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Old 06-10-2009, 08:10 PM
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I am really fond of my Millermatic 175. I have yet to run past it's duty cycle.
Vince
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Old 06-10-2009, 08:44 PM
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As far as I am concerned nobody makes a welder besides MILLER. I work in the erection business and that is all we use is MILLER, and you can't beat them. I have used the other brands like Lincoln and Hobart, and the Hobart would be my second choice. Lincoln dresses there welders up pretty good putty nascar logos and auto sets and crap like that on them but all that is no good without performance. I have a millermatic 135, it is a 110 MIG welder that accepts gas of flux core and is good for what you are talking about. I wouldn't suggest it for highway use but I used this welder to weld snowplow brackets on my yard truck and also used it to build a dove tail on my car hauler. But for the price that they are now brand new you are better off going with a 220 power supply and making it more worth the money. I would choose a miller or Hobart if you want it to work for ever.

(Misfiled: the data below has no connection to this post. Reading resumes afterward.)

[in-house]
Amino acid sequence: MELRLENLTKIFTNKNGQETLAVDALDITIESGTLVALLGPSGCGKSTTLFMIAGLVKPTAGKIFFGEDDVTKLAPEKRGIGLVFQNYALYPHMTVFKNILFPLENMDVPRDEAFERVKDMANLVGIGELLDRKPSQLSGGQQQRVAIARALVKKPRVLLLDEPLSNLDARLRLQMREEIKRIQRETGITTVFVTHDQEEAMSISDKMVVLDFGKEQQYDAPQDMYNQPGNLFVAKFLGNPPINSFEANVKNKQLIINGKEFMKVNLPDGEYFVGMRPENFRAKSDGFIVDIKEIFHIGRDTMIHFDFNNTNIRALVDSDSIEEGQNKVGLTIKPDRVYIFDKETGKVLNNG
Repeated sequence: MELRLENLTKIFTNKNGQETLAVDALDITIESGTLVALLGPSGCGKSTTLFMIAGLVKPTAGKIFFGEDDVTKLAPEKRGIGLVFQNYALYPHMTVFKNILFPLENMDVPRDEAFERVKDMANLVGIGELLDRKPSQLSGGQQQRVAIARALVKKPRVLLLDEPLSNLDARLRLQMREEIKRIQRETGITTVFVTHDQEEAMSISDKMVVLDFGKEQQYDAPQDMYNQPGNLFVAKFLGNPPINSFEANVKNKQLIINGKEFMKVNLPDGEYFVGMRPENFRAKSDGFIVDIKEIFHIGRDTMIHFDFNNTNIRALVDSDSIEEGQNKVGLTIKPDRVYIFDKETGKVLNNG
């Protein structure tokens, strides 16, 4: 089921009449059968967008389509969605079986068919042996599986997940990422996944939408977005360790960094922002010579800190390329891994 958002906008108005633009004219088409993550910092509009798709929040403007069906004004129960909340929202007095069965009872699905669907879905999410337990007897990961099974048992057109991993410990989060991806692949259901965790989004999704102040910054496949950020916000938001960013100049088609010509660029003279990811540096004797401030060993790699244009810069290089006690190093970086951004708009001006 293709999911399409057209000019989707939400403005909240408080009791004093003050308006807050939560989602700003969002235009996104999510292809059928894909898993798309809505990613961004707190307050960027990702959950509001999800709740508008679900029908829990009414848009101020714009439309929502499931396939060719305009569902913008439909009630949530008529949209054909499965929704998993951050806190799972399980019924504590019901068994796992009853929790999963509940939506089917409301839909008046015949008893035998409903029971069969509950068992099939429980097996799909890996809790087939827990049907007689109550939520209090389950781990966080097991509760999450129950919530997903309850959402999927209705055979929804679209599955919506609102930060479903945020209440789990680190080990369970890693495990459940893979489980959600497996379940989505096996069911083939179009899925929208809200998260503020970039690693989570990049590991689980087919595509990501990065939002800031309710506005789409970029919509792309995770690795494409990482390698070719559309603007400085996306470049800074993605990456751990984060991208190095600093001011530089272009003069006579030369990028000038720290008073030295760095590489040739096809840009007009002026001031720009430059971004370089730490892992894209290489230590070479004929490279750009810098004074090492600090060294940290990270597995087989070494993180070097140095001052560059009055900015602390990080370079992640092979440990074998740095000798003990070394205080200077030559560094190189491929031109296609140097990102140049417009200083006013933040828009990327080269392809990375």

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Old 06-10-2009, 09:38 PM
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I have a Lincoln 220 MIG,That is one very good machine.. I use mine ''EVERYDAY'' and never had any trouble with it... I had people that wanted to give me their 110 unit's,I told them to keep it.. I wouldn't waste my money on a 110 welder.There is a big difference.You will have better heat control with the 220 unit.
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Old 06-11-2009, 07:08 AM